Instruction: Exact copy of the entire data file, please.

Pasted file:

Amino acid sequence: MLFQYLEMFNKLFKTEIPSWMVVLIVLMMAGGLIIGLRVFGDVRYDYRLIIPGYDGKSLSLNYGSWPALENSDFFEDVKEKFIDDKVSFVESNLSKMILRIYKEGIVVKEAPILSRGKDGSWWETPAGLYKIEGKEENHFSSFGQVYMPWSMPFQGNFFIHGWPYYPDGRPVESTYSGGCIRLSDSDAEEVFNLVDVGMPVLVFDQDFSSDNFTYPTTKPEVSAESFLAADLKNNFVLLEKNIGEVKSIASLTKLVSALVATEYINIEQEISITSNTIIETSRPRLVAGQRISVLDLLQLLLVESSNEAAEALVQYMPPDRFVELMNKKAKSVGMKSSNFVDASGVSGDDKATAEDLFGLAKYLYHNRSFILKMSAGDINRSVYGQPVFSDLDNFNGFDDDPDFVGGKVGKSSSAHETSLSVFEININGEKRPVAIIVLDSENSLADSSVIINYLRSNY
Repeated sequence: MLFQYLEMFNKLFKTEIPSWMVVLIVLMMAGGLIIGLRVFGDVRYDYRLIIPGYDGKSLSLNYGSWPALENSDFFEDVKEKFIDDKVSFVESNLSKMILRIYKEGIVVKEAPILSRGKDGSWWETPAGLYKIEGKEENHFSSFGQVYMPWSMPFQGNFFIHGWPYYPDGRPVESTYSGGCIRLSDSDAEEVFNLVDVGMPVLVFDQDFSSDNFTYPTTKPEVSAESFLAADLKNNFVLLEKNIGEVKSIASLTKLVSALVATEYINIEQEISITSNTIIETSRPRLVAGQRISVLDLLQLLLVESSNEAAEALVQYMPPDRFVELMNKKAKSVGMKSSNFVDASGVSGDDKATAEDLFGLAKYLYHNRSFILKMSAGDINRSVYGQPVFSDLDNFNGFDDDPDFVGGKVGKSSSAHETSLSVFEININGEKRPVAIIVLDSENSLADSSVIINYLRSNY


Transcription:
Amino acid sequence: MLFQYLEMFNKLFKTEIPSWMVVLIVLMMAGGLIIGLRVFGDVRYDYRLIIPGYDGKSLSLNYGSWPALENSDFFEDVKEKFIDDKVSFVESNLSKMILRIYKEGIVVKEAPILSRGKDGSWWETPAGLYKIEGKEENHFSSFGQVYMPWSMPFQGNFFIHGWPYYPDGRPVESTYSGGCIRLSDSDAEEVFNLVDVGMPVLVFDQDFSSDNFTYPTTKPEVSAESFLAADLKNNFVLLEKNIGEVKSIASLTKLVSALVATEYINIEQEISITSNTIIETSRPRLVAGQRISVLDLLQLLLVESSNEAAEALVQYMPPDRFVELMNKKAKSVGMKSSNFVDASGVSGDDKATAEDLFGLAKYLYHNRSFILKMSAGDINRSVYGQPVFSDLDNFNGFDDDPDFVGGKVGKSSSAHETSLSVFEININGEKRPVAIIVLDSENSLADSSVIINYLRSNY
Repeated sequence: MLFQYLEMFNKLFKTEIPSWMVVLIVLMMAGGLIIGLRVFGDVRYDYRLIIPGYDGKSLSLNYGSWPALENSDFFEDVKEKFIDDKVSFVESNLSKMILRIYKEGIVVKEAPILSRGKDGSWWETPAGLYKIEGKEENHFSSFGQVYMPWSMPFQGNFFIHGWPYYPDGRPVESTYSGGCIRLSDSDAEEVFNLVDVGMPVLVFDQDFSSDNFTYPTTKPEVSAESFLAADLKNNFVLLEKNIGEVKSIASLTKLVSALVATEYINIEQEISITSNTIIETSRPRLVAGQRISVLDLLQLLLVESSNEAAEALVQYMPPDRFVELMNKKAKSVGMKSSNFVDASGVSGDDKATAEDLFGLAKYLYHNRSFILKMSAGDINRSVYGQPVFSDLDNFNGFDDDPDFVGGKVGKSSSAHETSLSVFEININGEKRPVAIIVLDSENSLADSSVIINYLRSNY